This month I’ve been working hard on a big writing project. The upside is that it’s been fun. The downside is that it’s been eating up a lot of my time and energy.
Saturday night I decided I deserved a break, and I spent some time on YouTube looking for videos that might be fun to watch. Egad. I found several new-to-me videos of talks by James Hillman, a psychologist who had a profound effect on my thinking.
When Hillman died almost five years ago, I figured I was done…I’d read and heard all of his work. This is one time I’m glad I was wrong.
I’m saving these Hillman videos for a YouTube binge when my project is finished in a week or two. But I did take a few minutes to watch the beginning of one video where Hillman is a featured speaker at a psychology conference. Everything came flooding back – the exhilaration I used to feel when I cracked open a new Hillman book or pressed the button to listen to a new audio tape.
Hillman took up a huge amount of space in my brain (and my time) for years. It was frustrating because I was writing my book about Shaw and supposed to be focusing my attention there. Hillman at times felt like a guilty pleasure.
Maybe I shouldn’t have felt so guilty. Although Hillman is mentioned only a few times in my book, he was a huge influence on what I was thinking and writing. Other writers have told me about similar experiences – some unconscious forces seem to be shaping our choices, although we may not understand what’s going on until much later.
That moment of time-travel set me thinking about why Hillman was so exhilarating to read. Here’s what I’ve come up with so far: He never told me something I already knew. In fact he often challenged what I already knew.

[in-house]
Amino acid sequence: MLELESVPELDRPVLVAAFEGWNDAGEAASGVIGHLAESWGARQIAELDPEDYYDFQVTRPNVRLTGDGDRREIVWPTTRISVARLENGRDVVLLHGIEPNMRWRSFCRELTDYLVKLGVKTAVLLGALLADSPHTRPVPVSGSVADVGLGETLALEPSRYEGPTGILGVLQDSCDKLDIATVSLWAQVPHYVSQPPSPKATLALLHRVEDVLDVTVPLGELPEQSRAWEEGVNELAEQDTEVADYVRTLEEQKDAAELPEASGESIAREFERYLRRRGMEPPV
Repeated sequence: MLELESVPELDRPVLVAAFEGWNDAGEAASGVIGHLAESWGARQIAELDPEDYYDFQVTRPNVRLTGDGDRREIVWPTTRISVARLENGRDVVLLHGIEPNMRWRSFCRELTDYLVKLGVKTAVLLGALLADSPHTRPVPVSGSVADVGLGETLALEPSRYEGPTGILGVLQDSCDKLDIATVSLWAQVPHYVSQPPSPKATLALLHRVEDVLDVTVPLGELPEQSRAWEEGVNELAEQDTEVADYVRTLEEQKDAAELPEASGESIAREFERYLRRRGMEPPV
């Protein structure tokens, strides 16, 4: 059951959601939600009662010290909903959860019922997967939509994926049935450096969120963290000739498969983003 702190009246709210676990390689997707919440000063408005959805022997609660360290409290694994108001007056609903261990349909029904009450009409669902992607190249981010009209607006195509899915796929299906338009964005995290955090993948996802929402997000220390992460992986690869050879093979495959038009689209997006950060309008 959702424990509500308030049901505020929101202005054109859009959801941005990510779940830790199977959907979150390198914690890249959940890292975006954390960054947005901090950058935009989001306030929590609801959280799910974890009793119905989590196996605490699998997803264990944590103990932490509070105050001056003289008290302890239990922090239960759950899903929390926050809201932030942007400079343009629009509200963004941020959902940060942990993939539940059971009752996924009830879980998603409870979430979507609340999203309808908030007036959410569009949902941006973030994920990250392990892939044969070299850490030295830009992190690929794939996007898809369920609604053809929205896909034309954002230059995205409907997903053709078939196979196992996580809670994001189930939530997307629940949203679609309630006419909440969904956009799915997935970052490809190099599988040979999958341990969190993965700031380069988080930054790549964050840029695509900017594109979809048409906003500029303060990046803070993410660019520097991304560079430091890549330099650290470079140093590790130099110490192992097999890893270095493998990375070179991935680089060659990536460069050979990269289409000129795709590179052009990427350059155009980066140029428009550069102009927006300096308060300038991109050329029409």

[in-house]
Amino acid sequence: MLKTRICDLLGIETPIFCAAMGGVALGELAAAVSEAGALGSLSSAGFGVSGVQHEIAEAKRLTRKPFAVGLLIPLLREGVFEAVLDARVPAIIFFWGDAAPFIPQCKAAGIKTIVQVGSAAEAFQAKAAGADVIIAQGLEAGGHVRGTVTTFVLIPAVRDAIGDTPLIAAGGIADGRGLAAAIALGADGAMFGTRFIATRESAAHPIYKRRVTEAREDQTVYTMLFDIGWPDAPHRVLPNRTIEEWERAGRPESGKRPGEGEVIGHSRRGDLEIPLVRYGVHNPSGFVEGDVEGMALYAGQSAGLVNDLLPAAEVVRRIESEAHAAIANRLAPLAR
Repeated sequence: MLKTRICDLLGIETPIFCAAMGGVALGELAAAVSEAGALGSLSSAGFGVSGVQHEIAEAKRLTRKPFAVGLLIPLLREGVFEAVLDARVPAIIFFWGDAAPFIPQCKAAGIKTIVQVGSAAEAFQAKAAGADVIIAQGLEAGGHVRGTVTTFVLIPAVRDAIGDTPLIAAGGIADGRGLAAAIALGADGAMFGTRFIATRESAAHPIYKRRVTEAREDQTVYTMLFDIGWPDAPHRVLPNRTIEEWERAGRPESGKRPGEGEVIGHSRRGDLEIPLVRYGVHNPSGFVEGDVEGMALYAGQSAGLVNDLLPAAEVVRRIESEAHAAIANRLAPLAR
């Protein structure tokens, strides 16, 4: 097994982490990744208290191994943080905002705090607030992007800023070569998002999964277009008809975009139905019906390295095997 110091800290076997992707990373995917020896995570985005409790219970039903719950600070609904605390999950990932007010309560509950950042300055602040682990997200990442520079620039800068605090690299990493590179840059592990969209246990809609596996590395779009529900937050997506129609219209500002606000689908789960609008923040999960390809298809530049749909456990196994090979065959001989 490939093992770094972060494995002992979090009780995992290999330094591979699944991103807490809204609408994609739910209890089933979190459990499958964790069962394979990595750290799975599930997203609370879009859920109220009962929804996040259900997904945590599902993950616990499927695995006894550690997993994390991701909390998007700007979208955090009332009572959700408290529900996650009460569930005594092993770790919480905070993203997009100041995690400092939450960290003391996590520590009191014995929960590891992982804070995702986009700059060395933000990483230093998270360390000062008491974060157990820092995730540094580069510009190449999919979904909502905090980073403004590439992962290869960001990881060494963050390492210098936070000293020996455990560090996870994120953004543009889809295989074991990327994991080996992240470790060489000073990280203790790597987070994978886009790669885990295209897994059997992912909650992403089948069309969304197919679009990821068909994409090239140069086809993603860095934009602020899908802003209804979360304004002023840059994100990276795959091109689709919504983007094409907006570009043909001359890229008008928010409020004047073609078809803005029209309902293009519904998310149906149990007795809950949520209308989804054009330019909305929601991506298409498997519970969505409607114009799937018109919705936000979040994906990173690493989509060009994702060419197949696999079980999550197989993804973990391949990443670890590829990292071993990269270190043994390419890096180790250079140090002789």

Isn’t that what every writer should be doing?
Now think about a typical English class and a weary instructor marking up piles of students’ papers. Imagine having your paper handed back with a comment like this from your instructor: “I’m bored, Jenny. Start over and give me something interesting to read.”
Do English teachers ever write comments like that one? (I never did, I’m sorry to say.)
Everyone agrees that too many people write poorly. Perhaps the solution isn’t more workbooks, more grammar, more tests. Maybe we need to find new ways to stimulate students so that they have something powerful and important to write about.
Consider this question: Where did you use to live?
Instead of a quiz today, I’m going to explore a usage issue that has no definite answer. Take another look at the question I just asked. Is use to live correct – or would you make it used to live?
Every good writer knows that used to requires a -d at the end:
I used to live in New York. CORRECT
But what if the sentence includes did or didn’t? I prefer to omit the -d: Where did you use to live?
But I’ve seen many writers add a -d to the end. Where did you used to live?
If you do some research, you’ll find there’s no definitive answer to which is right. I’m happy to say that The Cambridge Dictionary does it the same way I do (no -d). You can read what they have to say about it by clicking here.
How did you use to handle this issue, and what do you do about it now?